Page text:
The Hopelessness of Man Without God
When I consider your heavens, the work of your fingers,
the moon and the stars, which you have set in place, what is
man that you are mindful of him, the son of man that you care
for him? You made him a little lower than the heavenly beings
and crowned him with glory and honor.
What is man apart from God? If we look at recent history, we see a creature that, through his behavior, more accurately reflects the frightening monsters of horror films than the being described here as “made a little lower than the heavenly beings and crowned . . . with glory and honor.”
The long, sorry history of mankind wandering in the wilderness of godlessness is perfectly summarized in the first chapter of Paul’s letter to the Romans. It is a tough minded picture, but it is hard to deny the truth of what Paul is saying: “Since they did not think it worthwhile to retain the knowledge of God, he gave them over to a depraved mind, to do what ought not to be done. They have become filled with every kind of wickedness, evil, greed and depravity. They are full of envy, murder, strife, deceit and malice. They are gossips, slanderers, God-haters, insolent, arrogant and boastful; they invent ways of doing evil; they disobey their parents; they are senseless, faithless, heartless, ruthless. Although they know God’s righteous decree that those who do such things deserve death, they not only continue to do these very things but also approve of those who practice them” (Romans 1:28–32).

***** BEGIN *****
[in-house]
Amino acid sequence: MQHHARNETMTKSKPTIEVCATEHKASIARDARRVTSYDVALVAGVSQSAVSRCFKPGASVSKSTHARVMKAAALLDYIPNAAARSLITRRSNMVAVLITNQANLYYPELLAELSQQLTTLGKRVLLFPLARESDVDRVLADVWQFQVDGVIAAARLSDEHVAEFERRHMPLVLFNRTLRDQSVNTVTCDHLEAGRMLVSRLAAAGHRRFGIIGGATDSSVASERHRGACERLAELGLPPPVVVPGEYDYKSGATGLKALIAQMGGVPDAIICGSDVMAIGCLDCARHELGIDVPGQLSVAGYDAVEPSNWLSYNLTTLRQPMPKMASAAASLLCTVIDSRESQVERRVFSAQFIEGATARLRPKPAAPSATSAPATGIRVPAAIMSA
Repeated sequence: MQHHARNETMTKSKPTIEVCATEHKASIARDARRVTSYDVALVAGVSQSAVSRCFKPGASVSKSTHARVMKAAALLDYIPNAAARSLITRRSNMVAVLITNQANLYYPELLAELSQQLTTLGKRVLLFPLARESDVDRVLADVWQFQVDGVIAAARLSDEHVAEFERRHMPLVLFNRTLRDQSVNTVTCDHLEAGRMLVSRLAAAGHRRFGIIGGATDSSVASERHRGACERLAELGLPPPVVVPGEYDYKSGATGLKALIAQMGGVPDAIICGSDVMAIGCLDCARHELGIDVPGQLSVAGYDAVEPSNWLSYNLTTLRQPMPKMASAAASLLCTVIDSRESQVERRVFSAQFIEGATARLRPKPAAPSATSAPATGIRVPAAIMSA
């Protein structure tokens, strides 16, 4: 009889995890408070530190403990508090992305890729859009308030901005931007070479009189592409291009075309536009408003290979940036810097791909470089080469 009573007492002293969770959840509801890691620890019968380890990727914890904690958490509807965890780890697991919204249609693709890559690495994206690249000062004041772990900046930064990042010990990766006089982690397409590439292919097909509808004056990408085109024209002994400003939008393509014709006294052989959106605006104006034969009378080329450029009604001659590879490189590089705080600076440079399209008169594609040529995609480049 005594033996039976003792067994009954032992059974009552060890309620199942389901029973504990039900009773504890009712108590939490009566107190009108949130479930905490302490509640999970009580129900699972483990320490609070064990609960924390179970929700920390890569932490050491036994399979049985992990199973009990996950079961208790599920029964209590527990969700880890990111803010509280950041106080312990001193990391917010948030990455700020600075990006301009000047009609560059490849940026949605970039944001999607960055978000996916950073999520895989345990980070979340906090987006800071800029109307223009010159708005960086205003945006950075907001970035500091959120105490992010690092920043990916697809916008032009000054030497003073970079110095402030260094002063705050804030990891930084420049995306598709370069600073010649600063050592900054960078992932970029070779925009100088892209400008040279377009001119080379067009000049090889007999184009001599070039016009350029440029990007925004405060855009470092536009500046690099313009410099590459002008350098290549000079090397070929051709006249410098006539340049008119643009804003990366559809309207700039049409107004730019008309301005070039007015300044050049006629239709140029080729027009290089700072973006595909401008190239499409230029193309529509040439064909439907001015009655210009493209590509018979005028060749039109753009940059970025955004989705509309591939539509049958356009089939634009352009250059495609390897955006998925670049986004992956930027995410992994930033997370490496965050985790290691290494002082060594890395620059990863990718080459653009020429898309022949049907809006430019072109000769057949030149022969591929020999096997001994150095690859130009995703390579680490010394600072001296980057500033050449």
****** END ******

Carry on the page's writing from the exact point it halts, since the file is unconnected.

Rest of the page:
Man apart from God is profoundly prone to corruption. Paul paints an unvarnished picture of what men and women really look like when they choose to live without God. It is a choice, but the good news is that our story does not have to end that way. God has provided a way, through the cross of Jesus Christ, that can transform the condition of the worst of us into saints who are “crowned . . . with glory and honor.”
—Eric Kampmann, Signposts